"We need to go to our membership, to the people who watch, who listen to us, or go to our website online. We need to talk to them and listen to them," he said.
"When we make a decision, we will explain why we did what we did," Finn said.
He said it will be a plus coming back to work with familiar faces at WVPB.
"They're doing it for the love of it," he said of the WVPB staffers. "They believe in the organization they're working for."
Finn said he also is looking forward to returning to Charleston, where before working for WVPB, he was a reporter for The Charleston Gazette.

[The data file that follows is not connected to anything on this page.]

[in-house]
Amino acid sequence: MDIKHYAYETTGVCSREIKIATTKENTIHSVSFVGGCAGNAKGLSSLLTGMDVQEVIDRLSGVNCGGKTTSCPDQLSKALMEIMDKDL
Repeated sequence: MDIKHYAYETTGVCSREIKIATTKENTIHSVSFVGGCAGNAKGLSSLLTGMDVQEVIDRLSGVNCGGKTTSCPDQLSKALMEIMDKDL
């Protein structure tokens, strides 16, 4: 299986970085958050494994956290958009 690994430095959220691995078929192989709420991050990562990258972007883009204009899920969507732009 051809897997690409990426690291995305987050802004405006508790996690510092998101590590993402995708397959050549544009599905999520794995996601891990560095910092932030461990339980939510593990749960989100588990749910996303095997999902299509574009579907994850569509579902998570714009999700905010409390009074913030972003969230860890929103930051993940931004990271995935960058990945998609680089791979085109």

Legislation passed in 2011 requiring health insurance companies to cover treatment and therapy for children with autism made his return to the state possible, Finn said.
"My wife and I are very grateful this legislation was passed," he said. "We wouldn't be able to do this if we couldn't get insurance for my son, Max."
Finn, who has a bachelor's degree from Harvard University and a master's degree in journalism from the University of Missouri, also worked previously as a VISTA volunteer and as a teacher at Charleston Catholic High School.
Reach Phil Kabler at ph...@wvgazette.com or 304-348-1220.